If you measure President Donald Trump’s conflicts of interest by the amount of money at stake, or the variety of dicey interactions with government regulators, one dwarfs any other: his relationship with Deutsche Bank. The bank hoped to eliminate the president’s personal guarantee on loans. But such a move would not eliminate the conflict of interest, since the president’s company, which Trump still owns, would remain on the hook to pay back the loans.
In response to the Twitter comment Trump posted criticizing Nordstrom, White House spokesman Sean Spicer characterized the company’s action as a “direct attack” on the president’s policies. Nordstrom said it routinely cuts brands each year and that the decision to pass on the Ivanka Trump brand had been based on its performance.
The lawsuit filed in federal court by the nonprofit Citizens for Responsibility and Ethics in Washington contended that Trump is “submerged in conflicts of interest” because of ties with countries such as China, India, and potentially Russia. It seeks to stop Trump from accepting any improper payments, citing a constitutional provision known as the “emoluments” clause that bans them.
To transfer ownership of his biggest companies, Trump has to file a long list of documents in Florida, Delaware and New York. ProPublica asked officials in each of those states whether they have received the paperwork. The officials said they have not.
Donald Trump’s assertion that he does no business in Russia looks past extensive business dealings with Russians who have partnered with him and bought his properties. In fact, Trump and his family have had many dealings in Russia and with Russian emigres elsewhere.
Trump’s transition team is considering the use of discretionary trusts to avoid conflicts of interest for Trump family members or administration officials. Such an arrangement would provide individuals with an alternative to selling off assets or placing wealth in blind trusts, which president-elects traditionally do.
The hotel lease includes a standard GSA provision barring members of Congress or other elected federal officials – such as the president – from having any part of it.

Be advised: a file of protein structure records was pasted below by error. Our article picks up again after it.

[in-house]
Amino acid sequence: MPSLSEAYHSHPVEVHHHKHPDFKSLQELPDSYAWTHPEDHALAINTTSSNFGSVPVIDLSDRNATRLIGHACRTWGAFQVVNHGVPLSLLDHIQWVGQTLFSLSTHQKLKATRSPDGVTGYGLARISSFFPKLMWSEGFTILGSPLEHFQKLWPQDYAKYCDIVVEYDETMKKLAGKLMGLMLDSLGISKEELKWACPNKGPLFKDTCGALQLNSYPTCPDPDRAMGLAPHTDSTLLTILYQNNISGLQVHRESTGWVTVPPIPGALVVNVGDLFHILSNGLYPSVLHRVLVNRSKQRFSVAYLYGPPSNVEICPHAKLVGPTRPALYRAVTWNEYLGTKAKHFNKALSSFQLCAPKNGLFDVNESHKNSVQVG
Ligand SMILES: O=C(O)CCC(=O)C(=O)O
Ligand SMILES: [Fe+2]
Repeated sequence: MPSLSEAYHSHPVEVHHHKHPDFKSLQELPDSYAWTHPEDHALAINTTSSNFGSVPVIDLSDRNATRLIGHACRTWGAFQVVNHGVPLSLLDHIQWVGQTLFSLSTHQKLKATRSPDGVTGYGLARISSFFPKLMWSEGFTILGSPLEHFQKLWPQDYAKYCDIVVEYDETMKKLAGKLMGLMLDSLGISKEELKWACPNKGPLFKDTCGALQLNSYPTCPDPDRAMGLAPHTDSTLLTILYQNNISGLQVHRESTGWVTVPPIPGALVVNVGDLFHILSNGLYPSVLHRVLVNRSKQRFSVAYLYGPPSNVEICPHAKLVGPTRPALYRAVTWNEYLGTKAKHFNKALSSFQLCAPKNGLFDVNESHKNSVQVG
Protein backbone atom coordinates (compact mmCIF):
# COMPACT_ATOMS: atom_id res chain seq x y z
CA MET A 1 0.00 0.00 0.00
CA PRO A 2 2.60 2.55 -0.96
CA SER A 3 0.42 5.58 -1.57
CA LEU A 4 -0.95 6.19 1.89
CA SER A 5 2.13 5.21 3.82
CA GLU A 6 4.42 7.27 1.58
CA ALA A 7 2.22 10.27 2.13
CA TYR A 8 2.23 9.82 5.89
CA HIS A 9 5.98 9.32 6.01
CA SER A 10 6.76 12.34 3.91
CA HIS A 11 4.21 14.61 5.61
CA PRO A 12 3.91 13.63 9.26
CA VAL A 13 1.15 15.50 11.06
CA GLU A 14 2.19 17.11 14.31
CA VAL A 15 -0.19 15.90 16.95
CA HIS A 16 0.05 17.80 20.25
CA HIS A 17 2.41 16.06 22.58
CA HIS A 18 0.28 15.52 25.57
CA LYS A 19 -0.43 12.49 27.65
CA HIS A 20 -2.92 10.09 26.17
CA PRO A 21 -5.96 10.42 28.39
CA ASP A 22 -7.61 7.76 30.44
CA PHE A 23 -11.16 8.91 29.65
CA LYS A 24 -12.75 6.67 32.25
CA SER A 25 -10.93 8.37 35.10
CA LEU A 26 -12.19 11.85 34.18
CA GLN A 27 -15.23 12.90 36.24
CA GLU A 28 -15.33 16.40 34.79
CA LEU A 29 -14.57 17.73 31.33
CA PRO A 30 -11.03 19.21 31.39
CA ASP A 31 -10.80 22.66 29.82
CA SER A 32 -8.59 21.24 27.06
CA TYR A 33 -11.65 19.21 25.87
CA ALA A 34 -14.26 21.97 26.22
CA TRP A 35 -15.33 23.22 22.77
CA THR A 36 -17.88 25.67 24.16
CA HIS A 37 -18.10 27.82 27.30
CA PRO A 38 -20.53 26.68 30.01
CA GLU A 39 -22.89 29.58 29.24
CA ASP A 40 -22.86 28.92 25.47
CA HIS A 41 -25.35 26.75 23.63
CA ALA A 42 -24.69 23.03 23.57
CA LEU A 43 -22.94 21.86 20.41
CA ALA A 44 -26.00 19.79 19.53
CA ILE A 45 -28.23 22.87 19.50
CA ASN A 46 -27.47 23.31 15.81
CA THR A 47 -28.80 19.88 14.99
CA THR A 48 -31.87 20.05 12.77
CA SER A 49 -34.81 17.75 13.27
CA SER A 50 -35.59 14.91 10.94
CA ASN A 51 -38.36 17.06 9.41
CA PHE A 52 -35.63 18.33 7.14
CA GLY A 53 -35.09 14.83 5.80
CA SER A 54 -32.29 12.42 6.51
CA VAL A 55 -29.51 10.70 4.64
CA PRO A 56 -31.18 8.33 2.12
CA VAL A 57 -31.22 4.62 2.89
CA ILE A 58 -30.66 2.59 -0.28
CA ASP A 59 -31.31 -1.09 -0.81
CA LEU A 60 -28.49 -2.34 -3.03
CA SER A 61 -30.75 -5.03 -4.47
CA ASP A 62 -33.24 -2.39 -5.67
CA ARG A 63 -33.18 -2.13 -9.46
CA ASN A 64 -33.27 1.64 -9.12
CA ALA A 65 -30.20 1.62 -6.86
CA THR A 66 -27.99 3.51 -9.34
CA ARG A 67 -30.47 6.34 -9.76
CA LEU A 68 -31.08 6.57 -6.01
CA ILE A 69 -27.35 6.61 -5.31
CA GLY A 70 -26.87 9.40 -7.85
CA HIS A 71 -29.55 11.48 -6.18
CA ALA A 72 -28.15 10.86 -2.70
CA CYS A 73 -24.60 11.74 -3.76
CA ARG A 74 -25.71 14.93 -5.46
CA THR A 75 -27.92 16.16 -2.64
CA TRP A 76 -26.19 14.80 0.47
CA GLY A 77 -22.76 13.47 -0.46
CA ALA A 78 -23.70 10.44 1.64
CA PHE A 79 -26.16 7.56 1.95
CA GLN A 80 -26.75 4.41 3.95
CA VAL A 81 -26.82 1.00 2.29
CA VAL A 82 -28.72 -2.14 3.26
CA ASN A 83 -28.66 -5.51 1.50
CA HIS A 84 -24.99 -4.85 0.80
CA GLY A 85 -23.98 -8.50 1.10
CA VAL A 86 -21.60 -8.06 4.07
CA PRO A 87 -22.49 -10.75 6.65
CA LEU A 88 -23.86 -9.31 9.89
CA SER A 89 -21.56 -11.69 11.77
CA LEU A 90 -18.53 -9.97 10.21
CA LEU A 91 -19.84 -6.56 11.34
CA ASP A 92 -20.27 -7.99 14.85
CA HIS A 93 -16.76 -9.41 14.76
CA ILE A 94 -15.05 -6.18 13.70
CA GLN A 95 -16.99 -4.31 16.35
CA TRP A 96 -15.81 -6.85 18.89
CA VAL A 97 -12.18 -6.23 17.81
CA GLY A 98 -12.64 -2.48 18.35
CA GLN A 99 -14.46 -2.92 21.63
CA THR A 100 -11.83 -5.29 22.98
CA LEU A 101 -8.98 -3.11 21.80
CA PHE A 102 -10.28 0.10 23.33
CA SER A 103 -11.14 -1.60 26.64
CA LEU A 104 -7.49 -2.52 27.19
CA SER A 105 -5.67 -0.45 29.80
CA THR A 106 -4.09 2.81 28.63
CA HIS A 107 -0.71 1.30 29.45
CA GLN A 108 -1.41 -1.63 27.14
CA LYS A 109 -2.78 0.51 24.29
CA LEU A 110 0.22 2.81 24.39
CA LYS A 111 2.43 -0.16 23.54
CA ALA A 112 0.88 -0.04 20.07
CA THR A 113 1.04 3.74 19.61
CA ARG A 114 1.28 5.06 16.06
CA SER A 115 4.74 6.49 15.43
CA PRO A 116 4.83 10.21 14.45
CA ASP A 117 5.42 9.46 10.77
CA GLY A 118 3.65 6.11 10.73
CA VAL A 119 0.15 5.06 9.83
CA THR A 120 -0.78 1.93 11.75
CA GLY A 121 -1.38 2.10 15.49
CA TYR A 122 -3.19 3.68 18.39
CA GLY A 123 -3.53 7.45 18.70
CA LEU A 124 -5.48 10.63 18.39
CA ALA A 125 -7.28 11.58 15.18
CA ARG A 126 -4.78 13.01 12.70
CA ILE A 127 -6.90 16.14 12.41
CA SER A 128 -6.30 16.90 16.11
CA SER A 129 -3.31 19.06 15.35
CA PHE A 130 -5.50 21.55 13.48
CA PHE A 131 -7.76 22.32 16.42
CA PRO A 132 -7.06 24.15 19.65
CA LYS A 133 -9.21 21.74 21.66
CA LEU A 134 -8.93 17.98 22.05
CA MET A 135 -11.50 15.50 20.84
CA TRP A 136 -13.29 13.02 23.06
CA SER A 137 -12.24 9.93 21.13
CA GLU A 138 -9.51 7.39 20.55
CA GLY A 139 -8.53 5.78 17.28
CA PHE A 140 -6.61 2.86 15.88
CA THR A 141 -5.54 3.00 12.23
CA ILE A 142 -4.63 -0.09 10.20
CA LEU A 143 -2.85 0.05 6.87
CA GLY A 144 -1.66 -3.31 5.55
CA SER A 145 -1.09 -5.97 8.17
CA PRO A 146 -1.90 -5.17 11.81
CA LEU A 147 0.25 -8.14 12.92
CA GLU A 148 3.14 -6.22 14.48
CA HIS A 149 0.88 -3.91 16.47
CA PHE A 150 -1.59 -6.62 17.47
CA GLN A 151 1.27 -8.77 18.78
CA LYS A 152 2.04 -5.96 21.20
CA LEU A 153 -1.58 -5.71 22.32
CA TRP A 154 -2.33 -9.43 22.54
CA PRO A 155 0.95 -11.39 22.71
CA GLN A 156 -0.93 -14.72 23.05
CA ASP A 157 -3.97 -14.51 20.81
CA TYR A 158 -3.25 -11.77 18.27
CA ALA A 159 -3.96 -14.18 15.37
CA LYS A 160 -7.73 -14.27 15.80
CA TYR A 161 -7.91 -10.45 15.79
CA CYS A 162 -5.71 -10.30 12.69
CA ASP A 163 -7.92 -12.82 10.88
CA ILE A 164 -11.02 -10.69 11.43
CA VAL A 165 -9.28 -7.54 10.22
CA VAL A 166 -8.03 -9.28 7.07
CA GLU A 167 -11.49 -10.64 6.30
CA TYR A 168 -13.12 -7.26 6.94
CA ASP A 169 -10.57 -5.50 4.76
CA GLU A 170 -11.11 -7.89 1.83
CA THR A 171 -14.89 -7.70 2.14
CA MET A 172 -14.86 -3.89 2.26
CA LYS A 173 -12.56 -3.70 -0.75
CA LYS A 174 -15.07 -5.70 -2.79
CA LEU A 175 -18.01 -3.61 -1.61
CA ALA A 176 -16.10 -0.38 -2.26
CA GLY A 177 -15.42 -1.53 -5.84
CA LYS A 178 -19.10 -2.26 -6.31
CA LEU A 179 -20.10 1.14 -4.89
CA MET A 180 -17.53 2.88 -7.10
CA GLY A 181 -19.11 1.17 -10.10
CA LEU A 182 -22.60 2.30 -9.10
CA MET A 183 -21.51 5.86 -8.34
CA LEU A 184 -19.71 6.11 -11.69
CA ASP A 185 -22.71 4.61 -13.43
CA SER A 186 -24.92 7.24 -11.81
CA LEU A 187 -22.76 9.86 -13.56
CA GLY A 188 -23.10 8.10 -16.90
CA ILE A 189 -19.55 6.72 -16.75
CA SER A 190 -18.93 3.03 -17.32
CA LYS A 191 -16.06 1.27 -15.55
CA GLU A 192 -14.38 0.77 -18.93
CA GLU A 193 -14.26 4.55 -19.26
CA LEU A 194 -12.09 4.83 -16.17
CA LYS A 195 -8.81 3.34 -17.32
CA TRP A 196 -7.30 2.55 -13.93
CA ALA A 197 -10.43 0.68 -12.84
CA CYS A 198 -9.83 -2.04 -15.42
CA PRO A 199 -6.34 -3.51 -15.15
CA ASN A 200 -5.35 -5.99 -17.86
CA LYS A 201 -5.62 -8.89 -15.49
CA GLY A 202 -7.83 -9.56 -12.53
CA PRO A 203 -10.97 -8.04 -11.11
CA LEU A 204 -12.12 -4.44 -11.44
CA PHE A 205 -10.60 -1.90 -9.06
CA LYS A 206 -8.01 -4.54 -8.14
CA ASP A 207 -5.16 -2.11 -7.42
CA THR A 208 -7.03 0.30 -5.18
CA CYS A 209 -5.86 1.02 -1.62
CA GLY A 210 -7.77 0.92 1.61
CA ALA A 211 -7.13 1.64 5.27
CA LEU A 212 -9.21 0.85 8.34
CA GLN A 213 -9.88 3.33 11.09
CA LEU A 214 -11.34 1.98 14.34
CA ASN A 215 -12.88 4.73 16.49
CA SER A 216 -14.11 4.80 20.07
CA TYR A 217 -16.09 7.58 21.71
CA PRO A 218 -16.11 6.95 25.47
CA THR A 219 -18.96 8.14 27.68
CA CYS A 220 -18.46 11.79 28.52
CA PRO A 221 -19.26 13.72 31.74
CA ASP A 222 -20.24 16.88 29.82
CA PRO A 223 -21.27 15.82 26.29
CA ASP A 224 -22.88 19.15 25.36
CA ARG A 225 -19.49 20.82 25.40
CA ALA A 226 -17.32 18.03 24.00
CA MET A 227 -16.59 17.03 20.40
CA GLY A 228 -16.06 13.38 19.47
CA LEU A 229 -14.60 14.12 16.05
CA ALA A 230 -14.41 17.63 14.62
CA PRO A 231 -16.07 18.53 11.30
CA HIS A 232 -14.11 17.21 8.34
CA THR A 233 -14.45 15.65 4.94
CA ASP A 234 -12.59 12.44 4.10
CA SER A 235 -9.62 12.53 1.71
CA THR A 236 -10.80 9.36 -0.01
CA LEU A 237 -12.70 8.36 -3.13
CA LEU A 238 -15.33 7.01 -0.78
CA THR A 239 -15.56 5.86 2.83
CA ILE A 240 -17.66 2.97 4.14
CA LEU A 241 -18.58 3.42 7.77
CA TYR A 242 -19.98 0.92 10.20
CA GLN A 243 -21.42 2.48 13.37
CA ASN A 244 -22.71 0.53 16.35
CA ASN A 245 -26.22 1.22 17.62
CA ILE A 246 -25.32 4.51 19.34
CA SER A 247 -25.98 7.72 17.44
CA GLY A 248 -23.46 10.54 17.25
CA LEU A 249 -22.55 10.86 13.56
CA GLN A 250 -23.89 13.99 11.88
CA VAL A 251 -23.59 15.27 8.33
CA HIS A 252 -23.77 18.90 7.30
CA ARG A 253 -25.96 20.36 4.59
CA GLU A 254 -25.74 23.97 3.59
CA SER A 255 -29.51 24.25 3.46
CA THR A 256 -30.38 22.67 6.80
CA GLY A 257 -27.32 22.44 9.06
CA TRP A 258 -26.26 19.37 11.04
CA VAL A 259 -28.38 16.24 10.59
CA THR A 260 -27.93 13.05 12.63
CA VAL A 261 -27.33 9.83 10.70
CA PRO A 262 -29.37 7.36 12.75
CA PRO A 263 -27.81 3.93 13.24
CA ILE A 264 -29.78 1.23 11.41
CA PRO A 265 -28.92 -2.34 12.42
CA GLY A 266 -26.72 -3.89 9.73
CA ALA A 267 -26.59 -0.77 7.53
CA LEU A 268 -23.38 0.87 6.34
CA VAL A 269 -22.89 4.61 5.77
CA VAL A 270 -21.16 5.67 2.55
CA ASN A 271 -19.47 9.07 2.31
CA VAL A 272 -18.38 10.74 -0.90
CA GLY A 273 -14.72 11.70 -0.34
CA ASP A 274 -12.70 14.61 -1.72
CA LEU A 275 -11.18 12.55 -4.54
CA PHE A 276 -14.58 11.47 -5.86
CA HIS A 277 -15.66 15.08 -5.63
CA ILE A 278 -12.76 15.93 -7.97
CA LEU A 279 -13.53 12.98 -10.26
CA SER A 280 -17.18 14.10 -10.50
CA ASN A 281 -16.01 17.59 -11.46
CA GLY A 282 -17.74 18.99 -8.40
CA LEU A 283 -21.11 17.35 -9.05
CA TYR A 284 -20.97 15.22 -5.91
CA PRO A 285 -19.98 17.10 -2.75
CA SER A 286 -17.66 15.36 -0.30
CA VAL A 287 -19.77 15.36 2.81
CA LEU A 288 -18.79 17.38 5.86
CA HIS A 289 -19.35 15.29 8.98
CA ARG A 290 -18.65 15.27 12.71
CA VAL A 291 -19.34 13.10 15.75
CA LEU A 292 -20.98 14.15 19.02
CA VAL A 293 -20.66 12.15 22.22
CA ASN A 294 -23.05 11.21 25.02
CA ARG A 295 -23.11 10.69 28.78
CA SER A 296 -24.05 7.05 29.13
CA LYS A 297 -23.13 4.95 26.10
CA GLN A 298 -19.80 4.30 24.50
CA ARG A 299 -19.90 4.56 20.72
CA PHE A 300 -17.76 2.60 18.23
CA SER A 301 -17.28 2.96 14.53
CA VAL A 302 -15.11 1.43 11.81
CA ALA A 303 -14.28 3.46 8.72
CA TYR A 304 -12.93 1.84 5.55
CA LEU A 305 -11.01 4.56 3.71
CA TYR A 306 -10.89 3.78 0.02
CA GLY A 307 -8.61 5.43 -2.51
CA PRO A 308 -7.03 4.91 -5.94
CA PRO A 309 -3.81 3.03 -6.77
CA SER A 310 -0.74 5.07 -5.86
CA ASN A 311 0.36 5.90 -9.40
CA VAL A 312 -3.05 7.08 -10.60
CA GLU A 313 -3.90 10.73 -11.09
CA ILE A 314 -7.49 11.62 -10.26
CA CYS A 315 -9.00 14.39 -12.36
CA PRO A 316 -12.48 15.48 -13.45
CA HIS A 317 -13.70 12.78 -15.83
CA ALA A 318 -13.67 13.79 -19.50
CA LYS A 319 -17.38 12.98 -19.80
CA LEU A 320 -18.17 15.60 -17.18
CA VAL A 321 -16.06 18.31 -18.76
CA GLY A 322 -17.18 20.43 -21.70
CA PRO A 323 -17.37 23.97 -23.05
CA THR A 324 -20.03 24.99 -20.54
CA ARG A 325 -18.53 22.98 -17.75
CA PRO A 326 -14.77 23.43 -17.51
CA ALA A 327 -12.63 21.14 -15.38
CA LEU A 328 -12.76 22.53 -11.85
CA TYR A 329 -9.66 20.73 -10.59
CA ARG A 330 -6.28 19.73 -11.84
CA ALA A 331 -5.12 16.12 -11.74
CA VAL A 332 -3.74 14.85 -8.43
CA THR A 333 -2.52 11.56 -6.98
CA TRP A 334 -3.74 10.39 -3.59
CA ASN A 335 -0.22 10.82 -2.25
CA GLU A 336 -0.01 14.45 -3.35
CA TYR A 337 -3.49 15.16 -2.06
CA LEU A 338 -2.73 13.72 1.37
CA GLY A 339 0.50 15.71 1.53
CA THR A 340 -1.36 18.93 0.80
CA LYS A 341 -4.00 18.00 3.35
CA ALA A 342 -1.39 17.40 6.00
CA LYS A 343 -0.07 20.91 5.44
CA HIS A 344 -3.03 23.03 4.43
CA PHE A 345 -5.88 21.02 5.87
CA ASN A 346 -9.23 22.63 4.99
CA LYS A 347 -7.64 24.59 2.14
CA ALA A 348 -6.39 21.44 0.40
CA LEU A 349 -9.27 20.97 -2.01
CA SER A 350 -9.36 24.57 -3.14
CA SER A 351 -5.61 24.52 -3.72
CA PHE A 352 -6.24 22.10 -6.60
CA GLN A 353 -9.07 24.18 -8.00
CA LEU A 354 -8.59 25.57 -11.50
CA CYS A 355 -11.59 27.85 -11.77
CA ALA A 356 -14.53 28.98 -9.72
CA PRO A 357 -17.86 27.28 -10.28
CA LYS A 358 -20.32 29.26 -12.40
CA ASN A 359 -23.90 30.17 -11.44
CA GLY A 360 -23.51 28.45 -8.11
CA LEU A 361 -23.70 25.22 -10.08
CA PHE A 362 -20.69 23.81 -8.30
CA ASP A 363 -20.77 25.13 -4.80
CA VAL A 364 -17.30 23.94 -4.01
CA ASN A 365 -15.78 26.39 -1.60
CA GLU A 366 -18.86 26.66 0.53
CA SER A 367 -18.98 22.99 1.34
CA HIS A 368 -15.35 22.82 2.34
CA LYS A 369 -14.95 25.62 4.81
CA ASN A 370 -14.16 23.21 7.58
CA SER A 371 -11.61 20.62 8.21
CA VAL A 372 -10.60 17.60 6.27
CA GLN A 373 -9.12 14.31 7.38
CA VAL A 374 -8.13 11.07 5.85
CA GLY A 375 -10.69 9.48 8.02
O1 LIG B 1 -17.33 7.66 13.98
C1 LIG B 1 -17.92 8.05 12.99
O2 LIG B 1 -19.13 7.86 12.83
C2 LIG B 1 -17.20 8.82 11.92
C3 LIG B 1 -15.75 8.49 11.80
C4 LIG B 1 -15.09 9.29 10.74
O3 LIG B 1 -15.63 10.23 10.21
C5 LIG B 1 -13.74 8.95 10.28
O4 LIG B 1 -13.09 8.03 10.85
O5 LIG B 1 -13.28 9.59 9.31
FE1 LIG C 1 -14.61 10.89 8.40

Donald Trump has delayed until January an announcement originally set for this week on how he plans to step back from running his business empire to avoid conflicts of interest.
Trump’s tweets about his business do nothing to squash mounting concerns over the conflicts of interest Trump could face as president, and it’s unclear whether his promised response would address these conflicts. Media are falling into Trump’s trap again by giving his tweets the front-page treatment.
“OGE is delighted that you’ve decided to divest your businesses. Right decision!” one tweet said. “We told your counsel we’d sing your praises if you divested, we meant it.”
If Trump does not put his businesses in a true blind trust, how will we know if he is even violating the Emoluments Clause? Because of limited financial-disclosure requirements, we might not.
Donald Trump spent Thanksgiving week leaking his potential cabinet picks, making Mitt Romney grovel, and turning down security briefings.
The government does not and should not function like a business. The public good cannot be reduced to profit and loss. Many of government’s functions are costly yet essential despite their great expense; think of national security, justice and education.
Experts in government ethics said that giving over control to Trump’s children would do virtually nothing to prevent potential conflicts of interest, since there’s usually no daylight between one’s personal interest and the interest of one’s immediate family members.